A Jefferson County district judge on Tuesday said Bandimere Speedway must comply with local and state public health laws while operating during the pandemic, citing a 1905 U.S. Supreme Court case in which the court said states had the authority to enforce mandatory smallpox vaccinations because the community’s benefit trumps personal freedom.
“The court determined that everyone had to be inoculated and many people did not want to be vaccinated and thought it was their freedom not to,” said Judge Tamara Russell via a Webex virtual hearing Tuesday morning, citing Jacobson v. Massachusetts. “The rights of each individual stops if it’s going to cause injury to others…This [COVID-19] is a horrible disease and many, many thousands have died from it already, so we’re going to follow those orders unless or until they’re overturned.”
Russell said there was a significant risk of “irreparable harm” if Bandimere Speedway officials did not comply with the public health orders, including wearing face masks, social distancing and controlling crowd sizes.
“If Bandimere were allowed not to social distance and not to wear masks, how would we know who to stay away from at the grocery store the next day?” Russell said. “Somebody who had been at Bandimere and been exposed to the virus– they could be right next to you and you don’t know. There’s no way to tell.”
Russell was originally going to rule on whether Bandimere Speedway, a Morrison race track, violated public health orders during their July 4 event and, as a result, if they would need to submit a plan to Jefferson County Public Health and seek approval before holding future events.
However, Jefferson County Public Health issued a new order Monday requiring venues to receive approval before holding events with more than one designated activity and more than 100 people inside or 175 people outside, according to a news release.
The order complicated Judge Tamara Russell’s ruling, she said, because it made the decisions she was being asked to impose on Bandimere Speedway into law and made her ruling moot, she said.
If the Bandimeres, who previously argued enforcing public health orders was not their job, did not comply with public health orders, Russell said she expected to see everyone back in court soon.
The legal battle began July 2 when the Jefferson County health department sought and received a temporary restraining order against Bandimere Speedway. The order required the race track to limit its crowd sizes to 175 people per activity during its July 4 events and to follow social distancing guidelines in light of the highly contagious new coronavirus. But the county health agency said the race track owners violated the order.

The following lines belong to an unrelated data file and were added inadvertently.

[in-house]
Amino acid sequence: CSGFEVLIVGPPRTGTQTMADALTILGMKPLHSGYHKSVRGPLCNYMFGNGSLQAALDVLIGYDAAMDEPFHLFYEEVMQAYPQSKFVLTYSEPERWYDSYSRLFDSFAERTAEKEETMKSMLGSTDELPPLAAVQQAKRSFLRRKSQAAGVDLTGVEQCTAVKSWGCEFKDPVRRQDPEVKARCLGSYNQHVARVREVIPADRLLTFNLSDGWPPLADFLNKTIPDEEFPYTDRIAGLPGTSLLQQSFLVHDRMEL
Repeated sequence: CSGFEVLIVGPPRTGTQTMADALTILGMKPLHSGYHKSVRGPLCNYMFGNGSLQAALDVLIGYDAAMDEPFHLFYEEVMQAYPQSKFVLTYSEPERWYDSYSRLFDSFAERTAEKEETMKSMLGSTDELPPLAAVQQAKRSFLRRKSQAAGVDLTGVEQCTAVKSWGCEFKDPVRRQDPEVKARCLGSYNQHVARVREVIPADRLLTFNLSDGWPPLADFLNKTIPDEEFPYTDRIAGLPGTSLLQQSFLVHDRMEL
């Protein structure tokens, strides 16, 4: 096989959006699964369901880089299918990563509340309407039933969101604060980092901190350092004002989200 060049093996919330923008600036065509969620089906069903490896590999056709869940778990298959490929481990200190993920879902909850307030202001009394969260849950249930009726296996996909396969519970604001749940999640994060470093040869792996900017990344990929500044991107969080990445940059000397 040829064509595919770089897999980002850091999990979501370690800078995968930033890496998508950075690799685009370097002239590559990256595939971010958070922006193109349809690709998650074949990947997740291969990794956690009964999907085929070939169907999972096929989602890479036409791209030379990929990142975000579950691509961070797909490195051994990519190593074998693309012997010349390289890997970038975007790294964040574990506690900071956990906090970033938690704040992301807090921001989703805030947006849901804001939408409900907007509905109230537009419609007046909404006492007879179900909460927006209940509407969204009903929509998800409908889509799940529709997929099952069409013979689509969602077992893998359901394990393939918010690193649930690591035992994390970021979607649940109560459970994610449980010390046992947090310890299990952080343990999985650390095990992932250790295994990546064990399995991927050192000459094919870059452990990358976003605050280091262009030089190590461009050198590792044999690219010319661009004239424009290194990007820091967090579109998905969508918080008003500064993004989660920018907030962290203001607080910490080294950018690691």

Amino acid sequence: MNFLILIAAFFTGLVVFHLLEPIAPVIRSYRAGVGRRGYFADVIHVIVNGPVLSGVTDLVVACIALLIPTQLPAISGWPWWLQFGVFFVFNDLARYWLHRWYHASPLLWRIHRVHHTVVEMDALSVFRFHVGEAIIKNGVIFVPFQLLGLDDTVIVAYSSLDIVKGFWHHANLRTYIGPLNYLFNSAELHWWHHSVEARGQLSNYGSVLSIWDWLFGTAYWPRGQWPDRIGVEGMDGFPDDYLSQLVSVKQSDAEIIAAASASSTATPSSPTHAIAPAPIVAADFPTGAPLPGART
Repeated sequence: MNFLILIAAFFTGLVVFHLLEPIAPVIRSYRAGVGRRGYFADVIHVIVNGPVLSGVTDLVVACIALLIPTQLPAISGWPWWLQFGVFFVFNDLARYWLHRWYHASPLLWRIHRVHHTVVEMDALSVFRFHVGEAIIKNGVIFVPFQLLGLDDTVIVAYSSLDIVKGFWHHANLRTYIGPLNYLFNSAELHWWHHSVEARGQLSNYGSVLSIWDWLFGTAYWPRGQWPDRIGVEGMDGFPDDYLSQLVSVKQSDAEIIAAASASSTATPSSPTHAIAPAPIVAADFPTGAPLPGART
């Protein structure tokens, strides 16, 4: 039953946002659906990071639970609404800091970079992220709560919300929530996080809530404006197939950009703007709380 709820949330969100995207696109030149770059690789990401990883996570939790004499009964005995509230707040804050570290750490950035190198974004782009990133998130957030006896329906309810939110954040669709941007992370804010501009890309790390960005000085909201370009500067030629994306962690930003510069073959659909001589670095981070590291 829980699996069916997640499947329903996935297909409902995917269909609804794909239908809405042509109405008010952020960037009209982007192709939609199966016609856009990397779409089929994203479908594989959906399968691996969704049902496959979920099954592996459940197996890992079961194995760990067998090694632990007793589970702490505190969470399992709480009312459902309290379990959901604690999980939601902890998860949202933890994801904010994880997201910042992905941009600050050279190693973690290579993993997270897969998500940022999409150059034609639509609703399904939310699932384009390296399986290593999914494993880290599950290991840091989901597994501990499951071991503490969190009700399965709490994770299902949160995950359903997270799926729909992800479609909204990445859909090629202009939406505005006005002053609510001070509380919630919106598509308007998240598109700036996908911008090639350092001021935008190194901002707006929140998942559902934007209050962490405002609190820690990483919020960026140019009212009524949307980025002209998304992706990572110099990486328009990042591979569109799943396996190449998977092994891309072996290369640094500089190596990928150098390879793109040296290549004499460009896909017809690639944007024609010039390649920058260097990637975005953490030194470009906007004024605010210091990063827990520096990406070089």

Hundreds of supporters of the race track logged on to watch two days of online video court proceedings earlier this month in which the Bandimere family testified that Jefferson County Public Health executive director Mark Johnson approved their holiday event bringing around 7,000 racing fans together and that the guidance they were told to follow was unclear.
The Bandimere family said limiting their events to 175 people would put the race track out of business.
As the Bandimere family waited to hear the ruling on its fate, they postponed their biggest races of the year — again.
The Mile High Nationals, already rescheduled to Aug. 7-9 due to the coronavirus pandemic, were postponed on Friday for a second time this year, the National Hot Rod Association announced.
The postponement is “until further notice,” although the Bandimere family, which owns the track, vowed to do whatever it could to ensure the event happens this year.
Rebecca Klymkowsky, an attorney representing Jefferson County Public Health, said she understood the hardship the Bandimere family faced but also realized the entire state, country and world are facing hardships due to the COVID-19 pandemic.
The fight has become a flashpoint in political arguments over whether people should be forced to comply with public health orders or allowed to make personal choices as the pandemic surges.
Russell declined to make a ruling after hearing arguments earlier in the month, saying she needed more time to address the novelty of a case that could have lasting implications during this historic time.
Before closing Tuesday’s hearing, Russell implored Bandimere officials and Jefferson County Public Health to better work together in the future.
“One of the things dismaying to me is I feel like everybody wanted to do the right thing,” Russell said Tuesday, acknowledging steps the Bandimere family took to implement social distancing rules and remind patrons to follow them. “It seemed like everybody wanted this to work out, and it was a concerted effort….but then things got out of hand, crowd got out of control… All of these faithful fans that you have, they can decide to comply also — or not. That’s their freedom, but it will have a very negative effect.”
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